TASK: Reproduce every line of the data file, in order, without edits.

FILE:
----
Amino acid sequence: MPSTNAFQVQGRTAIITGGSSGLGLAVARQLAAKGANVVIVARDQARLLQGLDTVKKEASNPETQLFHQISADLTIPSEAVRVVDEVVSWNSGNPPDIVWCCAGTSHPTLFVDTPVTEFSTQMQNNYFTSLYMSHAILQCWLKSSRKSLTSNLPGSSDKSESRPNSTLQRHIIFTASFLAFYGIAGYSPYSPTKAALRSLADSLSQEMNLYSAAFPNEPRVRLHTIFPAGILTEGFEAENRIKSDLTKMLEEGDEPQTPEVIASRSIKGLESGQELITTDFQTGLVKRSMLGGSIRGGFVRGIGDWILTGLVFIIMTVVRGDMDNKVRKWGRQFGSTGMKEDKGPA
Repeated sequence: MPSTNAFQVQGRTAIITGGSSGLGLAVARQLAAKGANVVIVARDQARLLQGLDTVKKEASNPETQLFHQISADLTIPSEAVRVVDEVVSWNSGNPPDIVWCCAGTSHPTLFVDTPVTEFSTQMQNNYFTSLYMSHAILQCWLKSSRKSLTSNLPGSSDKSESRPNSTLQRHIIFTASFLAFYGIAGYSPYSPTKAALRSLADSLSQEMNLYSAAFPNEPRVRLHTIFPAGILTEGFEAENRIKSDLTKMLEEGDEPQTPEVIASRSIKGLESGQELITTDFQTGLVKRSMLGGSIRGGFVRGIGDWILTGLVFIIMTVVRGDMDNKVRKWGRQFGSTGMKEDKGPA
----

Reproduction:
Amino acid sequence: MPSTNAFQVQGRTAIITGGSSGLGLAVARQLAAKGANVVIVARDQARLLQGLDTVKKEASNPETQLFHQISADLTIPSEAVRVVDEVVSWNSGNPPDIVWCCAGTSHPTLFVDTPVTEFSTQMQNNYFTSLYMSHAILQCWLKSSRKSLTSNLPGSSDKSESRPNSTLQRHIIFTASFLAFYGIAGYSPYSPTKAALRSLADSLSQEMNLYSAAFPNEPRVRLHTIFPAGILTEGFEAENRIKSDLTKMLEEGDEPQTPEVIASRSIKGLESGQELITTDFQTGLVKRSMLGGSIRGGFVRGIGDWILTGLVFIIMTVVRGDMDNKVRKWGRQFGSTGMKEDKGPA
Repeated sequence: MPSTNAFQVQGRTAIITGGSSGLGLAVARQLAAKGANVVIVARDQARLLQGLDTVKKEASNPETQLFHQISADLTIPSEAVRVVDEVVSWNSGNPPDIVWCCAGTSHPTLFVDTPVTEFSTQMQNNYFTSLYMSHAILQCWLKSSRKSLTSNLPGSSDKSESRPNSTLQRHIIFTASFLAFYGIAGYSPYSPTKAALRSLADSLSQEMNLYSAAFPNEPRVRLHTIFPAGILTEGFEAENRIKSDLTKMLEEGDEPQTPEVIASRSIKGLESGQELITTDFQTGLVKRSMLGGSIRGGFVRGIGDWILTGLVFIIMTVVRGDMDNKVRKWGRQFGSTGMKEDKGPA